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Still struggling with the \expandafter and \noexpand tex macros.

I'm trying to put a table together using pgfplotstable.

In this case the code is something like

\documentclass{article}
\usepackage{pgfplotstable}

\def\outline{\noexpand\fbox{{##1}}}

\begin{document}
\pgfplotstableread[row sep=\\,col sep=&,header=false]{%
1 & 2 & 3 & 4\\%
5 & 6 & 7 & 8\\%
9 & 10 & 11 & 12\\%
}\mytable

\pgfplotstabletypeset[
debug,
column name={},
every row 2 column 1/.style={postproc cell content/.style={@cell content=\outline}}
]\mytable

\end{document}

and gives the error you can't use macro parameter character in horizontal restricted mode. I f I escape the ##1 it replaces cell contents with ##1.

What I'm trying to do is eventually have a line that says something like:

every row 2 column 1/.style=\outline and a macro along the lines of

\def\outline{%
\{postproc cell content.style=%
\{@cell content=\noexpand\fbox{##1}\}\}}

What am I doing wrong?

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1 Answer

up vote 4 down vote accepted

You are on the wrong track: the problem is unrelated to expansion control.

The problem is that your invocation of \outline does not communicate the argument - and the definition of \outline has no argument defined, although it requires one.

Once you fix these two points, you can come back to escaping #1 by ##1.

This here appears to work as desired:

\documentclass{article}
\usepackage{pgfplotstable}

\def\outline#1{\fbox{{#1}}}

\begin{document}
\pgfplotstableread[row sep=\\,col sep=&,header=false]{%
1 & 2 & 3 & 4\\%
5 & 6 & 7 & 8\\%
9 & 10 & 11 & 12\\%
}\mytable

\pgfplotstabletypeset[
debug,
column name={},
every row 2 column 1/.style={postproc cell content/.style={@cell content=\outline{##1}}}
]\mytable

\end{document}

enter image description here

I changed the definition of \outline (\def requires you to list the expected arguments in the definition) and the invocation of \outline. Note that the latter really requires ##1 (because #1 is the argument to every row 2 column 1 in that context and you want the argument to postproc cell content).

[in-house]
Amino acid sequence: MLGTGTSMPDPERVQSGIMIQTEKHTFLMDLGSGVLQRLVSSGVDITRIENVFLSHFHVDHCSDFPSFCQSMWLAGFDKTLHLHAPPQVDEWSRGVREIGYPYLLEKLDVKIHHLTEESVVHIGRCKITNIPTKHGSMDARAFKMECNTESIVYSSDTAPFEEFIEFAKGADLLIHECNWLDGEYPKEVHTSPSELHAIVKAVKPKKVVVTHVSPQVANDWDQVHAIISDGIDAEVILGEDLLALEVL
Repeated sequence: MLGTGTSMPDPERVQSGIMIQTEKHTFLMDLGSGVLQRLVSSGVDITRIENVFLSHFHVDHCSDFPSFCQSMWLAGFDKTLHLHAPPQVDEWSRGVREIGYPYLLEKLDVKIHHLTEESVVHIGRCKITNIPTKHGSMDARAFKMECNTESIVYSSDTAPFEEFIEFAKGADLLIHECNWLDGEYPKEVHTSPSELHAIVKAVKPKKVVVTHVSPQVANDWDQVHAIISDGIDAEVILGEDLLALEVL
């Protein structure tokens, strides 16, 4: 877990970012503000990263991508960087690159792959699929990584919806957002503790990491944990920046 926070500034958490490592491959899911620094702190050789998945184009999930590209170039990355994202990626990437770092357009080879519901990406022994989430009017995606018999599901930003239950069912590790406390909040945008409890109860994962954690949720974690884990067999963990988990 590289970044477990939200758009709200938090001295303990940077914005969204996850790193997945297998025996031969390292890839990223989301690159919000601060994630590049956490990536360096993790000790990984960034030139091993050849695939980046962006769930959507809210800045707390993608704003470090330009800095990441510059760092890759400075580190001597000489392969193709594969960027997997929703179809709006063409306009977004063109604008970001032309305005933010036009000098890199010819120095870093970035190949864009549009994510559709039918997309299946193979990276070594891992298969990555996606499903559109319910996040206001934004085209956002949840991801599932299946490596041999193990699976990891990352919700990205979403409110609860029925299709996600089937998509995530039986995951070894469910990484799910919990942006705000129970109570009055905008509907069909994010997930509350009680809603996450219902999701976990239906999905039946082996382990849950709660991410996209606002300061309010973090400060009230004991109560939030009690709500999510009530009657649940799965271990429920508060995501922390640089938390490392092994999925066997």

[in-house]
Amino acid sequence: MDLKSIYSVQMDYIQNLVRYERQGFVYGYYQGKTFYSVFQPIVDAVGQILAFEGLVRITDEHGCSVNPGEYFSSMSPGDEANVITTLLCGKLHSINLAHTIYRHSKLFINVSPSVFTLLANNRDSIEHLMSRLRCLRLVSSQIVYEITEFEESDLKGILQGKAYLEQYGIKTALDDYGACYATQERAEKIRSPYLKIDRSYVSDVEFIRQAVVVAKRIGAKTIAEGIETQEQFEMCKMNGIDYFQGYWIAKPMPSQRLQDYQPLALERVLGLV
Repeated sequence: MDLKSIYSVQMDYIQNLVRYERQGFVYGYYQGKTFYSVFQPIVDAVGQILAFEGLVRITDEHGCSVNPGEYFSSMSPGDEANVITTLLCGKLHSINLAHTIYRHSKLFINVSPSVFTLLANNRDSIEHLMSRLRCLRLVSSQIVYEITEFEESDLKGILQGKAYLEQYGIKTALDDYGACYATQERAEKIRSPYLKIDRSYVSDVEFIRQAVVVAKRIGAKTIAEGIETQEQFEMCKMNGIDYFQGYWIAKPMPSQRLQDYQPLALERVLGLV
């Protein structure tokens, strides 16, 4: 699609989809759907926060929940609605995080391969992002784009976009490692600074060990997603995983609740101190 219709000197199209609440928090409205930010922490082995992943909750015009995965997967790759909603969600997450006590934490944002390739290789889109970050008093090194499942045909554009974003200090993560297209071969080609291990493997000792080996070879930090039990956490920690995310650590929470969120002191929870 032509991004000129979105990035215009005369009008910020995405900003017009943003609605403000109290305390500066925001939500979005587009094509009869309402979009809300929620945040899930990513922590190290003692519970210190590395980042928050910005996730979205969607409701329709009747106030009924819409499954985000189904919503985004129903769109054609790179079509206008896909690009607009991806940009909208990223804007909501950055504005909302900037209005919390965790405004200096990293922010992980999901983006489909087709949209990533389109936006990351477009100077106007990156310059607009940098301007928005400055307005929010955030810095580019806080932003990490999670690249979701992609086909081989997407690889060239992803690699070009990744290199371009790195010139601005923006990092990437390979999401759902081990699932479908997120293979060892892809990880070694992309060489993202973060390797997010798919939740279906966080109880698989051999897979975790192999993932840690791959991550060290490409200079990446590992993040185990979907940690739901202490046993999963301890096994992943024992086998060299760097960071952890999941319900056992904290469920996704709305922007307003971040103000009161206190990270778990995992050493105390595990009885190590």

EDIT:

concerning the second part of your question and your comment on this answer: yes, it might be possible to define a style by means of a macro which expands to key-value assignments. But it is clearly not a best-practice. In fact, if it works, it might be luck.

If you want to have some sort of style which says "outline this cell", then you might be better of with something of sorts

% preamble:
\pgfplotstableset{
   outline/.style={postproc cell content/.style={@cell content=\outline{##1}}}
}

%code:
\pgfplotstabletypeset[
debug,
column name={},
every row 2 column 1/.style={outline},
]\mytable
share|improve this answer
    
Thanks @ChristianFeuersanger. A follow on from the second half of my question: when I change that to \def\outline#1{@cell content=\fbox{{#1}}} and the pgfplotstabletypeset to every row 2 column 1/.style={postproc cell content/.style={\outline{##1}} I get an illegal parameter number in definition of outline error. Do you know why that is? I'm eventually trying to get everything from postproc cell content.. built into the \outline macro –  Tahnoon Pasha Oct 30 '12 at 9:29
    
Do you mean something along the lines of my edit? –  Christian Feuersänger Oct 30 '12 at 18:08
    
Thank you very much for your help @ChristianFeuersanger. That is exactly what I needed. I just had a d'oh! moment when I saw your post. I'd forgotten how elegant pgf and pgfplotstable are for this stuff. –  Tahnoon Pasha Oct 31 '12 at 1:02
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